Editor's note: Linda Keenan, a former CNN senior producer, is the author of the satire book Suburgatory, which helped launch the ABC sitcom of the same name.
As an early adopter of pajama jeans and possessor of what's best described as a "Faces of Meth" hairdo, I never thought I'd have a thing in common with the impeccable Kate, Duchess of Cambridge. So it's fitting that our common ground is forged in less-dignified precincts, namely, the bathroom.
Kate has apparently joined the sisterhood of the nonstop vomiters, suffering as I did from hyperemesis gravidarum, severe morning sickness that can last for months, even the entire pregnancy. We now both know the intimate contours of a toilet seat, face-first, as expectant moms, the difference being my seat was cut-rate Home Depot and hers might be older than, you know, America or something. Not the throne anyone wants to know well.
I was a writer for Anderson Cooper's new program in 2003 when I got pregnant. All seemed fine until what I call The Stink Week, when formerly unremarkable smells became unimaginably intense.
Soon I was vomiting so much that I actually moved desks far away from Anderson to be right next to the bathroom, without saying why, because how could I? I wasn't even six weeks pregnant. But I was losing weight fast, and my husband Steve was already helping me home on the subway. Within days, I couldn't shower, much less work, and would find myself apartment-bound for months.
This will sound very "TMZ newsroom," but when I heard the news, I'll admit my first thought was, when she goes to the bathroom (No. 1) what color is it? Is it like apple juice? Or closer to Coke? Mine was closer to Coke on the day I got shipped to the ER for rehydration. From then on, I took the drug Zofran, typically used to "treat" nausea in cancer patients. I say "treat" because the nausea never really stopped.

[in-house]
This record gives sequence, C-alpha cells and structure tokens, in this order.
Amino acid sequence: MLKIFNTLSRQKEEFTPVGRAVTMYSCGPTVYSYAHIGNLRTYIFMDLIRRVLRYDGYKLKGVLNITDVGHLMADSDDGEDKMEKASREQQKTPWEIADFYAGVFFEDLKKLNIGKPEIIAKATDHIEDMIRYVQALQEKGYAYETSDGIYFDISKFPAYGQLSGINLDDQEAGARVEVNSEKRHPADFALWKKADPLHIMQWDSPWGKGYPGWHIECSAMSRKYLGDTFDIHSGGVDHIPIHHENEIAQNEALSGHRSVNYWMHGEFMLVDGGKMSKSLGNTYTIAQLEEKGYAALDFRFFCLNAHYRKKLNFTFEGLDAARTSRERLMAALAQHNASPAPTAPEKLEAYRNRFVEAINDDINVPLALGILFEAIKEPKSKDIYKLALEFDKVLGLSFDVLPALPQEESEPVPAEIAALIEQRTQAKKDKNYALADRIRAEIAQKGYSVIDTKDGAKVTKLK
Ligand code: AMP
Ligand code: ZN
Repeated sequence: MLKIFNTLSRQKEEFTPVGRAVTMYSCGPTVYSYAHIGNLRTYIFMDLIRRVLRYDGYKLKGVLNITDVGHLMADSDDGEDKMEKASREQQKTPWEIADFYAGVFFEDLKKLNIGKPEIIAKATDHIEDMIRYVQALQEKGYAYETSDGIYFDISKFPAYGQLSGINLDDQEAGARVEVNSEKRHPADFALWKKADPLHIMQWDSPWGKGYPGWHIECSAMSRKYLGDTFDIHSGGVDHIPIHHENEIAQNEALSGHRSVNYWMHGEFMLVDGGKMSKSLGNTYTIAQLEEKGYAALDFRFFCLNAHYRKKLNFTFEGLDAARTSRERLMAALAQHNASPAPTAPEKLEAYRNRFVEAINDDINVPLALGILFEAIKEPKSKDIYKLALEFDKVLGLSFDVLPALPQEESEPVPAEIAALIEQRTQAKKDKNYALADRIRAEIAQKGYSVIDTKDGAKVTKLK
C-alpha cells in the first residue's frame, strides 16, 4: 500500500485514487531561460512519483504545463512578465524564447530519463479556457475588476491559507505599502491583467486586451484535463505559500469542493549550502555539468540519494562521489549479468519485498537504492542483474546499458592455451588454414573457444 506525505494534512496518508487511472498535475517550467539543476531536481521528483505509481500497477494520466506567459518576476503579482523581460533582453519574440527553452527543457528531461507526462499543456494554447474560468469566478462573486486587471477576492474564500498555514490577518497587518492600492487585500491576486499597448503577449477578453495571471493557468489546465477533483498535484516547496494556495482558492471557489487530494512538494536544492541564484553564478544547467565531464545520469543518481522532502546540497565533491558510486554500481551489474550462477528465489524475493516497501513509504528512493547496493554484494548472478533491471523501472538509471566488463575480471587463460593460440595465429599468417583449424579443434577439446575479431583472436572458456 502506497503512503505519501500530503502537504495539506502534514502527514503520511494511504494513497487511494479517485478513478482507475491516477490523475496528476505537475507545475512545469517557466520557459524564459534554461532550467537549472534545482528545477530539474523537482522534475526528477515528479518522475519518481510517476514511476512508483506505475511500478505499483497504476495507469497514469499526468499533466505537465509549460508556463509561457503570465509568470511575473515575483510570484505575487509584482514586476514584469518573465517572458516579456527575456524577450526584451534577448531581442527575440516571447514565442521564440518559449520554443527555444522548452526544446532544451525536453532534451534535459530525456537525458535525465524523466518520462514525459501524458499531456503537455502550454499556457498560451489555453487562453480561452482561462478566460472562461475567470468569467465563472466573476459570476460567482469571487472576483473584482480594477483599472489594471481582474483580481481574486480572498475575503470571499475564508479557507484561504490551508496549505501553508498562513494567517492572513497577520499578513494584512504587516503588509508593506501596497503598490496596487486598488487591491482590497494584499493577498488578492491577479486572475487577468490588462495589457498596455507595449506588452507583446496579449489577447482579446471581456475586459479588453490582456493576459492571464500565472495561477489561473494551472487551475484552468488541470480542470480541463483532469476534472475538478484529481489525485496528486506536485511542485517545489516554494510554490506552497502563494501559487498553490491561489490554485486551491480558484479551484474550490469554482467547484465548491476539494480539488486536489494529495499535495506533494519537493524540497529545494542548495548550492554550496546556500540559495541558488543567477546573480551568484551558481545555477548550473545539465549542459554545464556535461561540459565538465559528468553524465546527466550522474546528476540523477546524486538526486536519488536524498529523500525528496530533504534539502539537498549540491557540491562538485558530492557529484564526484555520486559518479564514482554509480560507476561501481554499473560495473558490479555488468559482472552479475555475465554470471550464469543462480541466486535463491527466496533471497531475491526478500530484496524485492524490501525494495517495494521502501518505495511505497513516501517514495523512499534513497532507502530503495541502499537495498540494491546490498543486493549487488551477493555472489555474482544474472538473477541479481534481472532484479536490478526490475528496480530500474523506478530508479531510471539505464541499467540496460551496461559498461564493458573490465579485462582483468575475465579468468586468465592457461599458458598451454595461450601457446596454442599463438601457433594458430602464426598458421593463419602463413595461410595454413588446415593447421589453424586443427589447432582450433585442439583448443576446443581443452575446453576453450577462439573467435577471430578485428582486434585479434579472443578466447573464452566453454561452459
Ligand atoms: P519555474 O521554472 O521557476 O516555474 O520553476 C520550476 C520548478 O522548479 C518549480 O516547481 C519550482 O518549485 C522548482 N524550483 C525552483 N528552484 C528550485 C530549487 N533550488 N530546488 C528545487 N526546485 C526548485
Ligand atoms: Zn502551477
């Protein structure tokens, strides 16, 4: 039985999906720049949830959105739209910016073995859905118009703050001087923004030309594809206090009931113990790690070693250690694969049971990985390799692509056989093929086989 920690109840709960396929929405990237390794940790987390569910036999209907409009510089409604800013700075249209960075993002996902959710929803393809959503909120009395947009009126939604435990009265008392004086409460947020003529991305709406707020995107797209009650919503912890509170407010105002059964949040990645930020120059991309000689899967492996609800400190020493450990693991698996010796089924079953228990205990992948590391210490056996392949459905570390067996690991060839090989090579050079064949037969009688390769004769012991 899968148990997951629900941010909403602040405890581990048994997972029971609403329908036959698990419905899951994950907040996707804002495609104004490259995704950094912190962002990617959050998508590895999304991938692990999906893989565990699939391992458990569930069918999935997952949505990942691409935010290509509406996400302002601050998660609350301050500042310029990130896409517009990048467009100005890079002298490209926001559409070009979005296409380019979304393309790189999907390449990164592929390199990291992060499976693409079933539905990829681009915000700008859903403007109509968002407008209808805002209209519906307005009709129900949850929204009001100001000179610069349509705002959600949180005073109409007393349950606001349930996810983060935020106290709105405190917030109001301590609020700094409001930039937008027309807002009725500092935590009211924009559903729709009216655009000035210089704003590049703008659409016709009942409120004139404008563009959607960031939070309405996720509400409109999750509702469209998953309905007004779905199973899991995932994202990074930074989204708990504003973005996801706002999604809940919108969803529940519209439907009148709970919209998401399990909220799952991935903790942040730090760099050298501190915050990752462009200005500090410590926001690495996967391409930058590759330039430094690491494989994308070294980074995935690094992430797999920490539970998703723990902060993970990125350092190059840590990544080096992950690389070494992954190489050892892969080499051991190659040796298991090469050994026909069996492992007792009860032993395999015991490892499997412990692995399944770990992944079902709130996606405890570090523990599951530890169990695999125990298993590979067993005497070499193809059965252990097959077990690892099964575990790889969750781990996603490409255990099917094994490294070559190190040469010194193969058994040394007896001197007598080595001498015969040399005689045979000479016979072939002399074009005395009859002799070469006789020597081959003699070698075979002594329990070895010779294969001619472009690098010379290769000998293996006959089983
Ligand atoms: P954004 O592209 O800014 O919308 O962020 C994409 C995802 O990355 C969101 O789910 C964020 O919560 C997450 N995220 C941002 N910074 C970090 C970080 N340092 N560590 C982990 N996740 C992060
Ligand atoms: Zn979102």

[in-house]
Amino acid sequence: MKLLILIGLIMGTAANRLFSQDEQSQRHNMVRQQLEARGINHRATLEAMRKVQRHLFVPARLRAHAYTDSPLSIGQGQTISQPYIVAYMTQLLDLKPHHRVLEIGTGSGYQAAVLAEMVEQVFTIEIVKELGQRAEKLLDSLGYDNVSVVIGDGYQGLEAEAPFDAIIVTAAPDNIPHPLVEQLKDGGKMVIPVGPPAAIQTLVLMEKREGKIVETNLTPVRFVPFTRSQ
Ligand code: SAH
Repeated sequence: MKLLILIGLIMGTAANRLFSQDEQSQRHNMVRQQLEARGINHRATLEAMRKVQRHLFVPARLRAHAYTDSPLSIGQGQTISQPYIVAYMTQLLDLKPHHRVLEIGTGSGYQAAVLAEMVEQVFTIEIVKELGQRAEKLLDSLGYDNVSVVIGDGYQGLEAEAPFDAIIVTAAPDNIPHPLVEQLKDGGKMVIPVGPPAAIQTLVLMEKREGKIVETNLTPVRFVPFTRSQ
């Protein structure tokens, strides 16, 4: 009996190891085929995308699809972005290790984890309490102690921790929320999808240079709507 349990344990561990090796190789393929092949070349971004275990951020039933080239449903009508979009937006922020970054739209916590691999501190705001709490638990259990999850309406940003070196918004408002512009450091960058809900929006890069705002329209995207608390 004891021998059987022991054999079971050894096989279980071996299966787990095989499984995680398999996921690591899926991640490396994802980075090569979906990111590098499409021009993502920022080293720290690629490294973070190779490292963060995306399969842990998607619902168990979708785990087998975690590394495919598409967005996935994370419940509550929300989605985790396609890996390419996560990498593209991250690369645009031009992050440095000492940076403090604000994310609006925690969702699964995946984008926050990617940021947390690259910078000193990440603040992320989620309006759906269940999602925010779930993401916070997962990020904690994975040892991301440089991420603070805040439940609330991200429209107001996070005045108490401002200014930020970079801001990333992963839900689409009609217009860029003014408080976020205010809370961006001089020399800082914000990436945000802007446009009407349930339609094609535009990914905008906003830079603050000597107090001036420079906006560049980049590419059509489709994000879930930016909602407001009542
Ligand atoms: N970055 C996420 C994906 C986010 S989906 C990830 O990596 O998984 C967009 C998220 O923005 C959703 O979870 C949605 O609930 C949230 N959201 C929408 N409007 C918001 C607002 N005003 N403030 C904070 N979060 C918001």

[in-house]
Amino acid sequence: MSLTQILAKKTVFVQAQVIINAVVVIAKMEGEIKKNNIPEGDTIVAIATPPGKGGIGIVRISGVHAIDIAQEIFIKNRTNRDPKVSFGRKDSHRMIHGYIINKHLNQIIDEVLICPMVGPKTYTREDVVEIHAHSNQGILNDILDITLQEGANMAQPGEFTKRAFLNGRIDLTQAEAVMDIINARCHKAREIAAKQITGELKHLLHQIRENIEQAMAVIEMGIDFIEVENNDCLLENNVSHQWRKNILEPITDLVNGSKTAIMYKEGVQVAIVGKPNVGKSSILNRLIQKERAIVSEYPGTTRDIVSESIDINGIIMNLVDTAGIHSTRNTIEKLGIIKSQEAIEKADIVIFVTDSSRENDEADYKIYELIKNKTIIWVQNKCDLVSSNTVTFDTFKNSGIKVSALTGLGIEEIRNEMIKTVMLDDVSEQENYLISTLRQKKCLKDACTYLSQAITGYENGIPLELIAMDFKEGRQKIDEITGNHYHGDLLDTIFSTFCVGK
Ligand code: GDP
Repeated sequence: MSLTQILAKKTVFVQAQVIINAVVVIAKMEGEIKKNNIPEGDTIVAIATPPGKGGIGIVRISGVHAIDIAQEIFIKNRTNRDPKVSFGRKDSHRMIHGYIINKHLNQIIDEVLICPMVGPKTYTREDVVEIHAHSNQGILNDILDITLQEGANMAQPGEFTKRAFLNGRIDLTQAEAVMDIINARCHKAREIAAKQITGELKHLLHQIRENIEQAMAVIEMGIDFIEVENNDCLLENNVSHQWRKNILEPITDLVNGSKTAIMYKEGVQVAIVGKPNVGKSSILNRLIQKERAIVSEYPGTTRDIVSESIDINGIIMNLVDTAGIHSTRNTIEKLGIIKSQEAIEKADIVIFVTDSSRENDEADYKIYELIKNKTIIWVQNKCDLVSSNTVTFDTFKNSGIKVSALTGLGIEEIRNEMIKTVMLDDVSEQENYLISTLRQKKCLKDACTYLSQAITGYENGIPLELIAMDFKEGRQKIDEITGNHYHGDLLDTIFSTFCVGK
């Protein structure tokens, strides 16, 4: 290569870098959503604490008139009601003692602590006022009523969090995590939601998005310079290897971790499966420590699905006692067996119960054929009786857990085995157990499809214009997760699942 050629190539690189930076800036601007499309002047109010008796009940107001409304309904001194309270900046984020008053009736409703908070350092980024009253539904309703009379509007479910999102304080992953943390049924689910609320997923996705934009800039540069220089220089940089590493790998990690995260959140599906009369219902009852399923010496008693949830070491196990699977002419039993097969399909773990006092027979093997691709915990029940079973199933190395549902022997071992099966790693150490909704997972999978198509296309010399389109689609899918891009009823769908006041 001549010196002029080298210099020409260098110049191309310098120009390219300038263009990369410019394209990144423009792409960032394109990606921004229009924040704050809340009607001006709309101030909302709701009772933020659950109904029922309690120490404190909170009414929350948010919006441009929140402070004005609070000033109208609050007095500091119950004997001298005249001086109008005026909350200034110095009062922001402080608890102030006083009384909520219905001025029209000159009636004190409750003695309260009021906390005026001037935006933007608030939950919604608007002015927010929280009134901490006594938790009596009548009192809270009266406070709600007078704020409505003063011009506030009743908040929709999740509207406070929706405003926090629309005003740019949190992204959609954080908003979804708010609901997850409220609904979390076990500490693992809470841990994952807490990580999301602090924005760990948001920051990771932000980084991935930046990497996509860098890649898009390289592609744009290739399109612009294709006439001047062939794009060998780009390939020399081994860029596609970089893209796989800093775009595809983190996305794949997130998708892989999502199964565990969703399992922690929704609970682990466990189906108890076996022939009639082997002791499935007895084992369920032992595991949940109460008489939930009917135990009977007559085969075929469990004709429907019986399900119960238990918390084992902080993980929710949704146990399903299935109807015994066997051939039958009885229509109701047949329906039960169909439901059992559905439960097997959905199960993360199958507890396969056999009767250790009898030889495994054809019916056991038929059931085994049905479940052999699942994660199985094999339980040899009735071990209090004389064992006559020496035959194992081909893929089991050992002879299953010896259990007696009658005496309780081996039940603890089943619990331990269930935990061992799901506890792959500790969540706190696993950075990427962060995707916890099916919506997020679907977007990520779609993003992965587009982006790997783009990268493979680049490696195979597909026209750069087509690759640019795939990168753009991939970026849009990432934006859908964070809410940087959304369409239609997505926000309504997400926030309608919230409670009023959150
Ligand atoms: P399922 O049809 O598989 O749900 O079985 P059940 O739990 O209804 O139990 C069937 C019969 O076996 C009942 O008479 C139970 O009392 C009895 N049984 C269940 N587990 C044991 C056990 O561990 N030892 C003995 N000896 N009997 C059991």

My only go-to food was pineapple, and I ate so much of it my mouth regularly bled. My husband said: "You're going to deliver a pineapple." Turns out I delivered a near-clone of him, which actually goes to one very speculative guess about morning sickness - that a woman's body is trying to expel this new, foreign DNA. We named the foreign DNA Frank. He's 8 now, and guess what? He hates pineapple.
The nausea faded literally a half hour after Frank's birth, and yet the fears that I hurt him in utero linger. Early on, a dentist gave me a subtle once-over (was it the meth hairdo?!) and said, "Did you have a difficult pregnancy?" Frank's baby teeth had a "mottled" color that apparently suggested poor prenatal nutrition.
I'm not sure this dentist had heard of HG. When you explain that it is severe morning sickness, many women nod knowingly, recalling their early round of the voms. But their voms more or less stopped. With HG, it often keeps roaring along.
So here's a few tips to know if a friend or loved one is suffering badly. Take it seriously if you actually hear the phrase hyperemesis gravidarum, or you hear she was in the ER, or she mentions any of the following: dark urine, Zofran, dehydration, ketones/ketosis, anti-emetics, weight loss, PICC lines, or supplemental nutrition.
Any of these would suggest she is in a nonstop nausea nightmare. And for God's sake, stop suggesting we eat crackers - we are so far beyond crackers. If we're on a drug for cancer, do you really think crackers will help? And don't you think we Googled this about 100 pukes ago?!
As you can tell, I still get wild-eyed about the topic, and my "sisterhood" mention earlier was sincere. I got the HG knuckle-bump about it Monday from two dear friends and fellow sufferers, Geri and Michele. We'd knuckle-bump you too, Kate! And the next time someone in their posh accent says "Well, have you tried eating CRACKERS?" allow me to say for you what I know a Duchess of Cambridge cannot: Bugger off!